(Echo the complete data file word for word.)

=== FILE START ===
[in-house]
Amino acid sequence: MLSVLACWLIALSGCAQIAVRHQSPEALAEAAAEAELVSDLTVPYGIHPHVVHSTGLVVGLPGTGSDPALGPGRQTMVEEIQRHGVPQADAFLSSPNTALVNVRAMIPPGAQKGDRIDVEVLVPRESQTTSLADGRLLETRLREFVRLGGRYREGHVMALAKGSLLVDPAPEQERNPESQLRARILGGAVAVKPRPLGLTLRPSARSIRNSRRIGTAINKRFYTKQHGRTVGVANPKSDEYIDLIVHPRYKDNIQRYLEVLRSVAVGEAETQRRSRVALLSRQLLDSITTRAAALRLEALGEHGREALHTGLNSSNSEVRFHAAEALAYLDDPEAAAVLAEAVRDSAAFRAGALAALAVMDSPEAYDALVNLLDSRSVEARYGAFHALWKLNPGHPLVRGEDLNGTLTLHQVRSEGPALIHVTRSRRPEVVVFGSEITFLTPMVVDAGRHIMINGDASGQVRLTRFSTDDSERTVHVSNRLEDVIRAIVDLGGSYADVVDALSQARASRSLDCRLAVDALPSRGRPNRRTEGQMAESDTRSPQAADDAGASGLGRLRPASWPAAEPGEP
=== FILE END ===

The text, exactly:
[in-house]
Amino acid sequence: MLSVLACWLIALSGCAQIAVRHQSPEALAEAAAEAELVSDLTVPYGIHPHVVHSTGLVVGLPGTGSDPALGPGRQTMVEEIQRHGVPQADAFLSSPNTALVNVRAMIPPGAQKGDRIDVEVLVPRESQTTSLADGRLLETRLREFVRLGGRYREGHVMALAKGSLLVDPAPEQERNPESQLRARILGGAVAVKPRPLGLTLRPSARSIRNSRRIGTAINKRFYTKQHGRTVGVANPKSDEYIDLIVHPRYKDNIQRYLEVLRSVAVGEAETQRRSRVALLSRQLLDSITTRAAALRLEALGEHGREALHTGLNSSNSEVRFHAAEALAYLDDPEAAAVLAEAVRDSAAFRAGALAALAVMDSPEAYDALVNLLDSRSVEARYGAFHALWKLNPGHPLVRGEDLNGTLTLHQVRSEGPALIHVTRSRRPEVVVFGSEITFLTPMVVDAGRHIMINGDASGQVRLTRFSTDDSERTVHVSNRLEDVIRAIVDLGGSYADVVDALSQARASRSLDCRLAVDALPSRGRPNRRTEGQMAESDTRSPQAADDAGASGLGRLRPASWPAAEPGEP